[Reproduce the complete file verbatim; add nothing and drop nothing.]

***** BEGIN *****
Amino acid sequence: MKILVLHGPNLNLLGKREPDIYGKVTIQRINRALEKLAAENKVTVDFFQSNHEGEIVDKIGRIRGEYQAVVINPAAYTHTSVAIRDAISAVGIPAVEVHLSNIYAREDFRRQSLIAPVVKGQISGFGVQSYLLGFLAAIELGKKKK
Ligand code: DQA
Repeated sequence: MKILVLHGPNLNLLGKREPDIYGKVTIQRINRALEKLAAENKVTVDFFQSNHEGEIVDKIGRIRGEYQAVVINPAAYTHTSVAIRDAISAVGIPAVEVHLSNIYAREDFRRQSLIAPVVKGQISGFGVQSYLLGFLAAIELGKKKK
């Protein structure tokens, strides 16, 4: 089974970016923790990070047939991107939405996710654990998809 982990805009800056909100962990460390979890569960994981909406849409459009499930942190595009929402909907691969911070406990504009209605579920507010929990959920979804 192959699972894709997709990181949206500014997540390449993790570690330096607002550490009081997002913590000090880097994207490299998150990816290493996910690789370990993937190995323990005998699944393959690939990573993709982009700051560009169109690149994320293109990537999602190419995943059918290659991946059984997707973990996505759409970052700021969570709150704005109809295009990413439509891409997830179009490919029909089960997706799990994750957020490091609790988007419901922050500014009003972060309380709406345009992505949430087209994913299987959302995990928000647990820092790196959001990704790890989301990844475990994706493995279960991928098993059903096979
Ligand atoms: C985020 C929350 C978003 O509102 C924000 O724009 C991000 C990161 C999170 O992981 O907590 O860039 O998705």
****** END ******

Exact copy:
Amino acid sequence: MKILVLHGPNLNLLGKREPDIYGKVTIQRINRALEKLAAENKVTVDFFQSNHEGEIVDKIGRIRGEYQAVVINPAAYTHTSVAIRDAISAVGIPAVEVHLSNIYAREDFRRQSLIAPVVKGQISGFGVQSYLLGFLAAIELGKKKK
Ligand code: DQA
Repeated sequence: MKILVLHGPNLNLLGKREPDIYGKVTIQRINRALEKLAAENKVTVDFFQSNHEGEIVDKIGRIRGEYQAVVINPAAYTHTSVAIRDAISAVGIPAVEVHLSNIYAREDFRRQSLIAPVVKGQISGFGVQSYLLGFLAAIELGKKKK
């Protein structure tokens, strides 16, 4: 089974970016923790990070047939991107939405996710654990998809 982990805009800056909100962990460390979890569960994981909406849409459009499930942190595009929402909907691969911070406990504009209605579920507010929990959920979804 192959699972894709997709990181949206500014997540390449993790570690330096607002550490009081997002913590000090880097994207490299998150990816290493996910690789370990993937190995323990005998699944393959690939990573993709982009700051560009169109690149994320293109990537999602190419995943059918290659991946059984997707973990996505759409970052700021969570709150704005109809295009990413439509891409997830179009490919029909089960997706799990994750957020490091609790988007419901922050500014009003972060309380709406345009992505949430087209994913299987959302995990928000647990820092790196959001990704790890989301990844475990994706493995279960991928098993059903096979
Ligand atoms: C985020 C929350 C978003 O509102 C924000 O724009 C991000 C990161 C999170 O992981 O907590 O860039 O998705």